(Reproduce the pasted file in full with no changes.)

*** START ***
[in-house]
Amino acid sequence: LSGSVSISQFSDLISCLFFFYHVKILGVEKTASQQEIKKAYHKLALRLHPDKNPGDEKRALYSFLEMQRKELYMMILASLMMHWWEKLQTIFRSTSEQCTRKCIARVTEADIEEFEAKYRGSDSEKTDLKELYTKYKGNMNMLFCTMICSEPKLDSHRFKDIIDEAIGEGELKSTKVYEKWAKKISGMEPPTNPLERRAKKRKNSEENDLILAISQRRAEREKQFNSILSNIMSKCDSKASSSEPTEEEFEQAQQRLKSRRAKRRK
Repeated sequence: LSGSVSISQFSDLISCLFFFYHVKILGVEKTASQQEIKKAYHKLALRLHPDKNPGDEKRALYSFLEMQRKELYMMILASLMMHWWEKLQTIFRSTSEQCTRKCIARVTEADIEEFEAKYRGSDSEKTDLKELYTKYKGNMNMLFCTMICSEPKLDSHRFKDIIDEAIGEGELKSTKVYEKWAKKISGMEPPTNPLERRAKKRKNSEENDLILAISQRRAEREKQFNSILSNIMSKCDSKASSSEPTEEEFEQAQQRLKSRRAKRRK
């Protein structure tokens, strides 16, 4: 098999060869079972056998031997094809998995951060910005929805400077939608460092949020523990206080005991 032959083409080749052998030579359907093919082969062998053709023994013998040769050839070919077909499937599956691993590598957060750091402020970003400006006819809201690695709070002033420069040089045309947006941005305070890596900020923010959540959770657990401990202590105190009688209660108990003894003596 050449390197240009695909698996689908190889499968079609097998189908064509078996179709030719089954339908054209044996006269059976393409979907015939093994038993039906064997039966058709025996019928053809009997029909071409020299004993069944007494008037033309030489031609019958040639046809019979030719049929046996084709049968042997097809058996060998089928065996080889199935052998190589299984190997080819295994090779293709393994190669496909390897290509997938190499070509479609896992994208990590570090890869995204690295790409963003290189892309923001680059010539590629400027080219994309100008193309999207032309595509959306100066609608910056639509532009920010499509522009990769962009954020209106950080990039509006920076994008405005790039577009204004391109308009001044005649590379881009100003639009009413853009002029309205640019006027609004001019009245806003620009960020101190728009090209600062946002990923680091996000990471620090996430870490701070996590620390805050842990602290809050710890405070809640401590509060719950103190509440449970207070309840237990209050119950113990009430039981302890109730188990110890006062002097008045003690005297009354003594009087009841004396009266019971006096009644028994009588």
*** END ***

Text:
[in-house]
Amino acid sequence: LSGSVSISQFSDLISCLFFFYHVKILGVEKTASQQEIKKAYHKLALRLHPDKNPGDEKRALYSFLEMQRKELYMMILASLMMHWWEKLQTIFRSTSEQCTRKCIARVTEADIEEFEAKYRGSDSEKTDLKELYTKYKGNMNMLFCTMICSEPKLDSHRFKDIIDEAIGEGELKSTKVYEKWAKKISGMEPPTNPLERRAKKRKNSEENDLILAISQRRAEREKQFNSILSNIMSKCDSKASSSEPTEEEFEQAQQRLKSRRAKRRK
Repeated sequence: LSGSVSISQFSDLISCLFFFYHVKILGVEKTASQQEIKKAYHKLALRLHPDKNPGDEKRALYSFLEMQRKELYMMILASLMMHWWEKLQTIFRSTSEQCTRKCIARVTEADIEEFEAKYRGSDSEKTDLKELYTKYKGNMNMLFCTMICSEPKLDSHRFKDIIDEAIGEGELKSTKVYEKWAKKISGMEPPTNPLERRAKKRKNSEENDLILAISQRRAEREKQFNSILSNIMSKCDSKASSSEPTEEEFEQAQQRLKSRRAKRRK
């Protein structure tokens, strides 16, 4: 098999060869079972056998031997094809998995951060910005929805400077939608460092949020523990206080005991 032959083409080749052998030579359907093919082969062998053709023994013998040769050839070919077909499937599956691993590598957060750091402020970003400006006819809201690695709070002033420069040089045309947006941005305070890596900020923010959540959770657990401990202590105190009688209660108990003894003596 050449390197240009695909698996689908190889499968079609097998189908064509078996179709030719089954339908054209044996006269059976393409979907015939093994038993039906064997039966058709025996019928053809009997029909071409020299004993069944007494008037033309030489031609019958040639046809019979030719049929046996084709049968042997097809058996060998089928065996080889199935052998190589299984190997080819295994090779293709393994190669496909390897290509997938190499070509479609896992994208990590570090890869995204690295790409963003290189892309923001680059010539590629400027080219994309100008193309999207032309595509959306100066609608910056639509532009920010499509522009990769962009954020209106950080990039509006920076994008405005790039577009204004391109308009001044005649590379881009100003639009009413853009002029309205640019006027609004001019009245806003620009960020101190728009090209600062946002990923680091996000990471620090996430870490701070996590620390805050842990602290809050710890405070809640401590509060719950103190509440449970207070309840237990209050119950113990009430039981302890109730188990110890006062002097008045003690005297009354003594009087009841004396009266019971006096009644028994009588």